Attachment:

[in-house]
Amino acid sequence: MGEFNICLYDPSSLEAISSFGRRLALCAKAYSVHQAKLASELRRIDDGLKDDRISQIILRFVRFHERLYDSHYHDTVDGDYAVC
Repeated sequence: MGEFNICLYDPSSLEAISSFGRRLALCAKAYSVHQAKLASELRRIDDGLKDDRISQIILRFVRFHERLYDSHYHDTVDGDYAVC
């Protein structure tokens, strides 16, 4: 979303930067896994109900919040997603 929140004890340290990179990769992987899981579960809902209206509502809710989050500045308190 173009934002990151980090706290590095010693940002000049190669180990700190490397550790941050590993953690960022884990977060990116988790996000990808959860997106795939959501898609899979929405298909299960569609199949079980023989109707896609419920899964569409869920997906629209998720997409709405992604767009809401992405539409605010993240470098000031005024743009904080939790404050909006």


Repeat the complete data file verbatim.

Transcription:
[in-house]
Amino acid sequence: MGEFNICLYDPSSLEAISSFGRRLALCAKAYSVHQAKLASELRRIDDGLKDDRISQIILRFVRFHERLYDSHYHDTVDGDYAVC
Repeated sequence: MGEFNICLYDPSSLEAISSFGRRLALCAKAYSVHQAKLASELRRIDDGLKDDRISQIILRFVRFHERLYDSHYHDTVDGDYAVC
């Protein structure tokens, strides 16, 4: 979303930067896994109900919040997603 929140004890340290990179990769992987899981579960809902209206509502809710989050500045308190 173009934002990151980090706290590095010693940002000049190669180990700190490397550790941050590993953690960022884990977060990116988790996000990808959860997106795939959501898609899979929405298909299960569609199949079980023989109707896609419920899964569409869920997906629209998720997409709405992604767009809401992405539409605010993240470098000031005024743009904080939790404050909006």